Publications

Showing 36-47 of 407 publications

Fuel subsidy reform and the social contract in Nigeria: A micro-economic analysis

by Neil McCulloch, Tom Moerenhout & Joonseok Yang

Fuel subsidies in Nigeria are enormous – around USD 3.9 billion – almost double the health budget. Such subsidies come at great cost: the opportunity costs of such spending on other development objectives are large; the distribution of resources to the state governments is reduced; the vast majority of the subsidy goes to better off Nigerians; and…

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Using New Data to Support Tax Treaty Negotiation

by Martin Hearson, Marco Carreras & Anna Custers

This paper introduces the new Tax Treaties Explorer dataset, developed with support from the World Bank and the G-24, and illustrates its use for research by tax treaty negotiators, policy makers, and researchers. The new dataset provides a rich source of data to reexamine existing tax treaty policy, inform negotiation positions, and assess treaty networks….

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July 2021

The Contested Shaping of International Tax Rules: The Growth of Services and the Revival of Fractional Apportionment

by Sol Picciotto

The digitalisation of the economy has spotlighted fundamental flaws in international tax rules, which have been exacerbated since the 1970s with the wider shift to the services economy and the growth of international services. These systemic flaws have been more evident from the perspective of countries that are mainly importers of services that have tried…

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July 2021

There and Back Again: The Making of Uganda’s Mobile Money Tax

by Doris Akol & Adrienne Lees

This paper evaluates the appropriateness of the tax policymaking process that led to the introduction, and the later adaptation, of a tax on mobile money transactions in Uganda in 2018. We examine the unusual source of the proposal, how this particular tax diverged from the usual tax policymaking process, and whether certain key stakeholders were…

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June 2021

The Role of Social Influence in Enforcing Tax Compliance: Experimental Evidence from Nigeria

by Adedeji Adeniran, Mma Amara Ekeruche & Chukwuka Onywkwena

Economic development is linked with increased state capacity including the ability to mobilise domestic tax resources. For many developing countries, high levels of informality are a major constraint in this regard. Yet, economic incentives like changing the tax rate or increasing the filling and audit rate can be ineffective in a highly informal economic structure….

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More on the Positive Fiscal and Health Effects of Increasing Tobacco Taxes in Nigeria

by Corné van Walbeek, Adedeji Adeniran & Iraoya Augustine

Nigeria is faced with substantial economic and health burdens caused by tobacco smoking. The economic burden of smoking accounts for approximately 1.3 per cent of Nigeria’s GDP. In terms of its health impact, 4.9 per cent of all deaths in 2019 were attributed to smoking related diseases. The thousands of Nigerians that die annually from…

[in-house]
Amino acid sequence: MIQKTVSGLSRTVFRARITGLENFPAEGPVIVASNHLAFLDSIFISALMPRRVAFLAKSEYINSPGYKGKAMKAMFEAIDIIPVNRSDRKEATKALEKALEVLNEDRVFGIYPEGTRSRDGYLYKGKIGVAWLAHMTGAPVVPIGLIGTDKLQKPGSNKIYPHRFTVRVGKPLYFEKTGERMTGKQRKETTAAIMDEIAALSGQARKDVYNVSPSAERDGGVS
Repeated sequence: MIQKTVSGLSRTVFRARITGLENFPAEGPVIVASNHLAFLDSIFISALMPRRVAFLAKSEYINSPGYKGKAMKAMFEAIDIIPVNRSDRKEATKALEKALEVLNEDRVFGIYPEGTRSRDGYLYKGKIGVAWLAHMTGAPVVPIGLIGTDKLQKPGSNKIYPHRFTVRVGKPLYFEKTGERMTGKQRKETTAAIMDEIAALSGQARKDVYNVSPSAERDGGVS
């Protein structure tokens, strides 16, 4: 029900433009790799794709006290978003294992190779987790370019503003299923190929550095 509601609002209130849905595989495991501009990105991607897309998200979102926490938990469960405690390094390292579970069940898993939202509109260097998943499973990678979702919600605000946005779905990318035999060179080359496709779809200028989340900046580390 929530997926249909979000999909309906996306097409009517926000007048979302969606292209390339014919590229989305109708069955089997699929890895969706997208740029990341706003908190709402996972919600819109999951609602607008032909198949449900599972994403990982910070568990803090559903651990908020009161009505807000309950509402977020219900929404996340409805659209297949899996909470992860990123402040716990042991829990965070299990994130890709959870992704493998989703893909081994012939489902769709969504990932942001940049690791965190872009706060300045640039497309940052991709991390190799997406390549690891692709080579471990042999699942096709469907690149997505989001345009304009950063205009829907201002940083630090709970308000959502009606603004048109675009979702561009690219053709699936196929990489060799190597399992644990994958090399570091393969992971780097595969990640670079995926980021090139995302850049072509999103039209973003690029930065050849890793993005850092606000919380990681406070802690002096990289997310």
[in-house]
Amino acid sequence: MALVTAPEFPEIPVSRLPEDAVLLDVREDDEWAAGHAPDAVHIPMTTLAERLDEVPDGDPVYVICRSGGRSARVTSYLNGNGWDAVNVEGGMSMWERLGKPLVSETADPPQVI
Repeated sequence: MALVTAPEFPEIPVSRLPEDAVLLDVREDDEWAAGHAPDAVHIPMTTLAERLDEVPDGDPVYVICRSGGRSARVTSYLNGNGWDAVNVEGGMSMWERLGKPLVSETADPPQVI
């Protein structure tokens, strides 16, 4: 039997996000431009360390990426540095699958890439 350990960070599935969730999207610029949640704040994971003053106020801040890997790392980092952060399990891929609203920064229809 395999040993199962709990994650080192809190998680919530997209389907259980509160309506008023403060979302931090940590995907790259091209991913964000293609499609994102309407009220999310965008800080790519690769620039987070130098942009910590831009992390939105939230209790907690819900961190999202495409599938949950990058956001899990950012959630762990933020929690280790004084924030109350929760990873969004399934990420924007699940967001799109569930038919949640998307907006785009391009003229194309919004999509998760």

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Taxing Agricultural Income in the Global South: Revisiting Uganda’s National Debate

by Graeme Stewart-Wilson & Ronald Waiswa

The issue of agricultural taxation has almost completely disappeared from scholarly and policy agendas in recent decades. And, yet, agriculture continues to be taxed very lightly in much of the Global South – even though it contributes substantially to GDP. In some cases, light taxation of agriculture may be an intentional policy goal. Evidence from…

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The VAT in Practice: Equity, Enforcement and Complexity

by Giulia Mascagni, Roel Dom & Fabrizio Santoro

The value added tax (VAT) is supposed to be a tax on consumption that achieves greater economic efficiency than alternative indirect taxes. It is also meant to facilitate enforcement through the ‘self-enforcing mechanism’ – based on opposed incentives for buyers and sellers, and because of the paper trail it creates. Being a rather sophisticated tax,…

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Taxing Agricultural Income in the Global South: Revisiting Uganda’s National Debate

by Graeme Stewart-Wilson & Ronald Waiswa

The issue of agricultural taxation has almost completely disappeared from the scholarly and policy agendas in recent decades. And yet, agriculture is taxed very lightly despite contributing substantially to GDP across many Global South countries today. In some cases, light-touch taxation may be necessary to encourage investment in the sector and to protect small and…

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Taxation and Customs Reforms in Fragile States: Between Bargaining and Enforcement

by Thomas Cantens & Gael Raballand

This paper explores why taxation reforms are so different in fragile states, the conditions in which they occur, and what can be done to make these reforms more successful – including contributing, whenever possible, to state-building. Based on extensive engagement and fieldwork in the Sahel and other regions in sub-Saharan Africa (including Central and West…

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